How America Pays for Graduate School

A snapshot of the national study by Sallie Mae® and Ipsos

This report looks at graduate students’ attitudes, aspirations, and actions as they choose to study—and pay—for an advanced degree.

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Career goals are driving students to grad school

9 in 10 believe a degree will mean increased earnings
Two-thirds see a grad degree as a new minimum standard for professional careers

They’re ready to move ahead

63% begin school within 12 months of an undergrad degree
24% already have an advanced degree
42% are male and 58% are female
75% have some experience working in a field related to their graduate program

They’re determined to get their degree

57% are going full-time; 43% are part-time
The average time for a degree, estimated by master’s students

The master’s matters

48% are studying for a Master of Science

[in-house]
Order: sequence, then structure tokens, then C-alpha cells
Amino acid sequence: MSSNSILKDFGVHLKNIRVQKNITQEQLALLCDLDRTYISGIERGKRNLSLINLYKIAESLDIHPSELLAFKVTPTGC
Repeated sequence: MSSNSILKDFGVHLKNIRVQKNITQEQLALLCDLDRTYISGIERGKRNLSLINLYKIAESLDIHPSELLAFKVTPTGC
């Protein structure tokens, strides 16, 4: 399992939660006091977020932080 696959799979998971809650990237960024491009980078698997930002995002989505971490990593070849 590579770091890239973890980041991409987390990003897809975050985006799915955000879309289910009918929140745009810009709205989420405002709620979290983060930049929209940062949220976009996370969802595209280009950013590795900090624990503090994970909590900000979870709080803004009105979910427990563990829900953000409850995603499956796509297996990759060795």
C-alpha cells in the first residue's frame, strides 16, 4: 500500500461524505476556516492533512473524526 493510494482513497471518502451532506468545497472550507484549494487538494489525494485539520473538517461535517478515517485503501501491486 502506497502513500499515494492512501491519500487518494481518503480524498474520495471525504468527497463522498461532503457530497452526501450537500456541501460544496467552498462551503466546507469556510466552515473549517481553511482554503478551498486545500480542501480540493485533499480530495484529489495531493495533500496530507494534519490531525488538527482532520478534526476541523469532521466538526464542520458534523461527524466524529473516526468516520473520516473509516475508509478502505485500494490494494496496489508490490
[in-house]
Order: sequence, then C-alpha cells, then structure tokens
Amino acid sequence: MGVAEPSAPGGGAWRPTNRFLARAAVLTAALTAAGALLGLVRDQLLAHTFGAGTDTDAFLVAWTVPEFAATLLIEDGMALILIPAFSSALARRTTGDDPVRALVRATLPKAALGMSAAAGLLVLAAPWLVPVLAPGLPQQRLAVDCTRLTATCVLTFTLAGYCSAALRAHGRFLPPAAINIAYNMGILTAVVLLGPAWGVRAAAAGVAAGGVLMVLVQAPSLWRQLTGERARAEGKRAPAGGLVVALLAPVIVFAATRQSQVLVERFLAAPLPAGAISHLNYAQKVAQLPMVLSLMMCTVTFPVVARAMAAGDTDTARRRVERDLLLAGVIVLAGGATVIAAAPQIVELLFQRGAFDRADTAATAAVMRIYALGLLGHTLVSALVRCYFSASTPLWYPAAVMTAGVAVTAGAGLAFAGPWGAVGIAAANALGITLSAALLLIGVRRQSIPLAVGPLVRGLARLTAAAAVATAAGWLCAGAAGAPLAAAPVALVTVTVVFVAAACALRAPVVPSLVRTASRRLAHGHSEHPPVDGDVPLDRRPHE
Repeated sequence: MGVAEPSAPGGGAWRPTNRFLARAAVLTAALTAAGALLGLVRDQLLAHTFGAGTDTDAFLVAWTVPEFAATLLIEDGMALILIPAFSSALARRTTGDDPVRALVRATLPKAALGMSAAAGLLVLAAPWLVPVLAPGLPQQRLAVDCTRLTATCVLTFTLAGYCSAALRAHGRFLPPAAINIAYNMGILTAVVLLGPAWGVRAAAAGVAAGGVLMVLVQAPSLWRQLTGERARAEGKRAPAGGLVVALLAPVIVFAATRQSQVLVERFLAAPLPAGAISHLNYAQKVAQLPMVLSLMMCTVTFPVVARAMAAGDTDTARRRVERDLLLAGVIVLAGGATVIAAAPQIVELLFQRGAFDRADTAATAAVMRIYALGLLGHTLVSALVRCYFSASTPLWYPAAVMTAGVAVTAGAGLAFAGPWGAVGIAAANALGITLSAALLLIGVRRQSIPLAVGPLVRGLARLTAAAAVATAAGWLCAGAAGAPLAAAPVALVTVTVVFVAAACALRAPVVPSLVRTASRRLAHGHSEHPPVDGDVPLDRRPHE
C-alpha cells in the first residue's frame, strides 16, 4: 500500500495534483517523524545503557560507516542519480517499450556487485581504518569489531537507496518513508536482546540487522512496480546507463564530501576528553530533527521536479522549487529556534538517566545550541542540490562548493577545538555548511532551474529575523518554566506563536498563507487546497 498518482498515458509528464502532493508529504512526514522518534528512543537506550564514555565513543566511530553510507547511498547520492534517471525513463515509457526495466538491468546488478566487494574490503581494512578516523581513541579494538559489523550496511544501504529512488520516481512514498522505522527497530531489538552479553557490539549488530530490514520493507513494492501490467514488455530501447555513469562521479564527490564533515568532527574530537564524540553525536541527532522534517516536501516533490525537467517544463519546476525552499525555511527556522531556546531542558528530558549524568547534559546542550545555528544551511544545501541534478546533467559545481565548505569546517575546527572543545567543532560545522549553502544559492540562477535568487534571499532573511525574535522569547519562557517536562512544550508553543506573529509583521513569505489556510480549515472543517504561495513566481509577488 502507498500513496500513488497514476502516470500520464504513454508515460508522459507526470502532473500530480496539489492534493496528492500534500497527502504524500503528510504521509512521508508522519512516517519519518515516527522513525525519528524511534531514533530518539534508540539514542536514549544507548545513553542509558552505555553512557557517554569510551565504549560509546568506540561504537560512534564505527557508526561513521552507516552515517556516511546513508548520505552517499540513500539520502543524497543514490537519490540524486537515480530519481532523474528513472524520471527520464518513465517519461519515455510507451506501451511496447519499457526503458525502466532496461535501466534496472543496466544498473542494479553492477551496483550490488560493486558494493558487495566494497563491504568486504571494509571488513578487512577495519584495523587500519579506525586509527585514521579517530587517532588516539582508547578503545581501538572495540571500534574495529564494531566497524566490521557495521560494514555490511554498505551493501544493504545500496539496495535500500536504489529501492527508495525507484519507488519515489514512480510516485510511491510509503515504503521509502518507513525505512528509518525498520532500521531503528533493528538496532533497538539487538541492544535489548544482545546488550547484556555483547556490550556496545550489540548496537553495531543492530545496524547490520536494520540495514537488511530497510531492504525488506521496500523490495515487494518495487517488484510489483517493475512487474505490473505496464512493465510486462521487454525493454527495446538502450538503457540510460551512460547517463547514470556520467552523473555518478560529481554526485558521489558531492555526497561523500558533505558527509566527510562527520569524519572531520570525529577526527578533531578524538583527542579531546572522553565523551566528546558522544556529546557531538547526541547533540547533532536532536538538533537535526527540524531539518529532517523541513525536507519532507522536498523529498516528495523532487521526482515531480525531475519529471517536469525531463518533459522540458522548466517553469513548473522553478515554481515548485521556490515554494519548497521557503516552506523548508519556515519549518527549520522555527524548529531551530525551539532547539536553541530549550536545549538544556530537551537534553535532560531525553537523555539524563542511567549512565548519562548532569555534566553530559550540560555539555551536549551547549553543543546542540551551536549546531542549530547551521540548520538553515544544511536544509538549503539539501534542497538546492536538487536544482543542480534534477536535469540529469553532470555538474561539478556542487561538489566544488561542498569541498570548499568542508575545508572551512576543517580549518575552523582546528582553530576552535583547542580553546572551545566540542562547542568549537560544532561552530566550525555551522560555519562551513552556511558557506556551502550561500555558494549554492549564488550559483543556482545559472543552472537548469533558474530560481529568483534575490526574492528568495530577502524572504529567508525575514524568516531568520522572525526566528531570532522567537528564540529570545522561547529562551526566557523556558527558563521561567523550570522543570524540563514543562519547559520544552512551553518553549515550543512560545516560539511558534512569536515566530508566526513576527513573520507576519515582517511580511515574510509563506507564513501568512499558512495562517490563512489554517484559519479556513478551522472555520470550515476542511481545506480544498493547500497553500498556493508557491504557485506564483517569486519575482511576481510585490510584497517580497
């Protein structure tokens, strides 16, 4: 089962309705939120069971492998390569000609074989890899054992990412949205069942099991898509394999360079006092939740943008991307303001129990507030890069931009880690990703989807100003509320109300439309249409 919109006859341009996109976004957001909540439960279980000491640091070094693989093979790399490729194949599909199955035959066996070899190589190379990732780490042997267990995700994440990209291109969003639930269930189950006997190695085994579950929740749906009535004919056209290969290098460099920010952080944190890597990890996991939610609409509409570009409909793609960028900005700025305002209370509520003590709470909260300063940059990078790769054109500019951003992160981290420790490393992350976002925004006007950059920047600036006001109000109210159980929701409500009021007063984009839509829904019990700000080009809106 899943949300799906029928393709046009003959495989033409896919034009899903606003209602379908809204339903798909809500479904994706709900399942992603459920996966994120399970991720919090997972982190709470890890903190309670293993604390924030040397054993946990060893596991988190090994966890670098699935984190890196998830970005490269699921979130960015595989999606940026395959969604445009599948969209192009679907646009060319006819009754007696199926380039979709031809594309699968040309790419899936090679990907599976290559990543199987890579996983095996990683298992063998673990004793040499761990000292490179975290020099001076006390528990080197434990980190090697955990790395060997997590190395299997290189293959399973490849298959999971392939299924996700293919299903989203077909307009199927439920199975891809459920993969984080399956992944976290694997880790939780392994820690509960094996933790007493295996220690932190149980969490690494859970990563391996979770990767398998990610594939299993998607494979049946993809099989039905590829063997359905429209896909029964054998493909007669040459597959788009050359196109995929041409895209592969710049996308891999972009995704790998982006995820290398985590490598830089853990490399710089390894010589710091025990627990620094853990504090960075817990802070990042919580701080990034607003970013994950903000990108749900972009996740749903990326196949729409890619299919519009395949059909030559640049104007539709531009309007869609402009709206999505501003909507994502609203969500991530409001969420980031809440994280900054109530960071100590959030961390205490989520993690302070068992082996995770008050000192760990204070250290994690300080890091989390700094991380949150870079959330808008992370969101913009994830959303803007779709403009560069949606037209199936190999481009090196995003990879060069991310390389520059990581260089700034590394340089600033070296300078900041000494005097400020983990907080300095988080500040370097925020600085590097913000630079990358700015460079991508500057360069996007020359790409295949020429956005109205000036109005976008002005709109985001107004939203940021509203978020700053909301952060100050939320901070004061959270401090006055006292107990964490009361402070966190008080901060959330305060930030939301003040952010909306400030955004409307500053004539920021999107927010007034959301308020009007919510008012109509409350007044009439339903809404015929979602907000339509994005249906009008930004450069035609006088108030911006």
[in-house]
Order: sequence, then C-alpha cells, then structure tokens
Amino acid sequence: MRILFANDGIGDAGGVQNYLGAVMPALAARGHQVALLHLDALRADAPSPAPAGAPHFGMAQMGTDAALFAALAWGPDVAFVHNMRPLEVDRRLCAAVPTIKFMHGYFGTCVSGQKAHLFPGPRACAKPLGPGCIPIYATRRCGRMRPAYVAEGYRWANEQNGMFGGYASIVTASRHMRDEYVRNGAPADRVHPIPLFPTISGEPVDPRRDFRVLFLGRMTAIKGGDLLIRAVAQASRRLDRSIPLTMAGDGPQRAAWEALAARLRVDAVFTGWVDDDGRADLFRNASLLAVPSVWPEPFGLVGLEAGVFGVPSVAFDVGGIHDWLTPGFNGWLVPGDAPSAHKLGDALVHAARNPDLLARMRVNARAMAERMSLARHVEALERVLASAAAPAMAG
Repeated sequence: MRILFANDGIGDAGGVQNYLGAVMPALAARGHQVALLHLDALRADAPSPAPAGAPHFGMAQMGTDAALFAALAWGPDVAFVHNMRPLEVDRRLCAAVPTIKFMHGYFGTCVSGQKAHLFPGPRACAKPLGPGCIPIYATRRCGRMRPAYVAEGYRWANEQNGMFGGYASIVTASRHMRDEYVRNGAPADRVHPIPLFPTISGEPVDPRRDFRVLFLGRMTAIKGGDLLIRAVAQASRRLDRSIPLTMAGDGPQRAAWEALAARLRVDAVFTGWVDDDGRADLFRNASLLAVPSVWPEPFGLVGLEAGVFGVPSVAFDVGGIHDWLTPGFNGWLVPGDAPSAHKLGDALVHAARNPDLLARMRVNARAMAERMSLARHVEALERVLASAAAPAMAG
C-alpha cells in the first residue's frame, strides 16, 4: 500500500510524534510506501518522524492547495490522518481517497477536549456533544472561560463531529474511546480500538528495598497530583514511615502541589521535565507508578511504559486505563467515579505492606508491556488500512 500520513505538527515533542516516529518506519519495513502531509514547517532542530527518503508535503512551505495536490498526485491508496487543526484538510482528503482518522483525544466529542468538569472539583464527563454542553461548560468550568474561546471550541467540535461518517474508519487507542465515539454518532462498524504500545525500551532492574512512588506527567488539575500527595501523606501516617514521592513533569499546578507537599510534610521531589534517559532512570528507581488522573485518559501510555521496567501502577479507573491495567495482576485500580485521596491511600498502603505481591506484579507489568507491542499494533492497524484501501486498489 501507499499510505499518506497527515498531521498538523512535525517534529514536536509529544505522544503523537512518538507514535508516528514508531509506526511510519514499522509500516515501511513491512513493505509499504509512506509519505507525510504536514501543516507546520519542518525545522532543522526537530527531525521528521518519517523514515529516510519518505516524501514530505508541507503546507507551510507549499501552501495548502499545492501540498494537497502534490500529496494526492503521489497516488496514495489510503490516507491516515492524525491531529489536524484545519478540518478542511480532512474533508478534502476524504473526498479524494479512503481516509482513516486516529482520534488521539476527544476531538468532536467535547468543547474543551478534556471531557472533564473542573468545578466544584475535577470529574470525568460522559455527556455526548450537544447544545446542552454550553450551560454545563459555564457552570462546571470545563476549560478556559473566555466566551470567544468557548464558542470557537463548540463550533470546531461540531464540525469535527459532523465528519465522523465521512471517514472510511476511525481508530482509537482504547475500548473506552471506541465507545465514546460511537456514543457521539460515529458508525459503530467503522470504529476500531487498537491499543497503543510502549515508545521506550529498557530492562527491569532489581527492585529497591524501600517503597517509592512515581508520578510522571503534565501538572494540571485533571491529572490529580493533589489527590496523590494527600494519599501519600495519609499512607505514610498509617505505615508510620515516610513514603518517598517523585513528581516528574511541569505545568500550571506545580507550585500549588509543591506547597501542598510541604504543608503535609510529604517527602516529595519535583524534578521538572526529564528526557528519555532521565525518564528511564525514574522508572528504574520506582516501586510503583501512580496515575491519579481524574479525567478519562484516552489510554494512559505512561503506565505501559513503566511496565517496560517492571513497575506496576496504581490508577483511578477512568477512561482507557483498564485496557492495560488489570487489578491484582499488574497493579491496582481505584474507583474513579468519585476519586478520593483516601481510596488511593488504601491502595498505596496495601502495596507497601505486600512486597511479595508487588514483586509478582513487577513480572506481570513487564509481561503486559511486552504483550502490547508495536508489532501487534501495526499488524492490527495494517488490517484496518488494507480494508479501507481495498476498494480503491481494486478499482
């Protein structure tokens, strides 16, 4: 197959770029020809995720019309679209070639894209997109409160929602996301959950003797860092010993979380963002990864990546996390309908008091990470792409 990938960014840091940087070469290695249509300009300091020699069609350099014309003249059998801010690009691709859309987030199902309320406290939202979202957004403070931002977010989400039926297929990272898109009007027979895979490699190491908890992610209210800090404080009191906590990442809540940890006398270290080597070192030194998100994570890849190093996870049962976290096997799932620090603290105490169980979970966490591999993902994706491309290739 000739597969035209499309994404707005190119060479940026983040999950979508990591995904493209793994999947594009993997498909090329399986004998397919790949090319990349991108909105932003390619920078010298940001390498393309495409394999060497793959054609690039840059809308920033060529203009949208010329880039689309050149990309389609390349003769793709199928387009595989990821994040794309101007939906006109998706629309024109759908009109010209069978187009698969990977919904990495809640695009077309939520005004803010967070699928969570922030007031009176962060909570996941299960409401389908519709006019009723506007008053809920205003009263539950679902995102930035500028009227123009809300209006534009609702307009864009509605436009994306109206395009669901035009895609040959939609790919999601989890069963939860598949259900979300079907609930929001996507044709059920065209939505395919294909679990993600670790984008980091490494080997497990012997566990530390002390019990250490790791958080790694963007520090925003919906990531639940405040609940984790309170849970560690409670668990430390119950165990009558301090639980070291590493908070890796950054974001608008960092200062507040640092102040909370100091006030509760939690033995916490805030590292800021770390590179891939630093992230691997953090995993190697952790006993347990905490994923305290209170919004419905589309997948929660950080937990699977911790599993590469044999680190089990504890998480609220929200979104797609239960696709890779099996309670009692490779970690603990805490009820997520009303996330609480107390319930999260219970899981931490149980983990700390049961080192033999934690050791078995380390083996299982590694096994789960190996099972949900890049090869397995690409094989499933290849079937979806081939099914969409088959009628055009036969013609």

22% are studying for an MBA
24% are studying for a Master of Arts

Cost isn’t the deciding factor in choosing a school

choose a school based on
quality or convenience
choose based on cost

How students pay for graduate school

Average amount spent
of costs are paid by students
of costs are covered by student borrowing
of costs are covered by student earnings—income and savings
of costs are covered by grants, scholarships, fellowships, and tuition waivers
of costs are covered by external contributions from family or friends

They’re anticipating loan forgiveness

49% of students with federal loans expect them to be forgiven
47% of grad students have at least one federal loan

footnote "How America Pays for Graduate School," by Sallie Mae, the nation's saving, planning, and paying for college company, and Ipsos, the world's third-largest market research company, reports the results of 1,597 telephone interviews Ipsos conducted between 05/18/17 and 07/19/17 of students age 20 or older enrolled full-time or part-time in graduate school.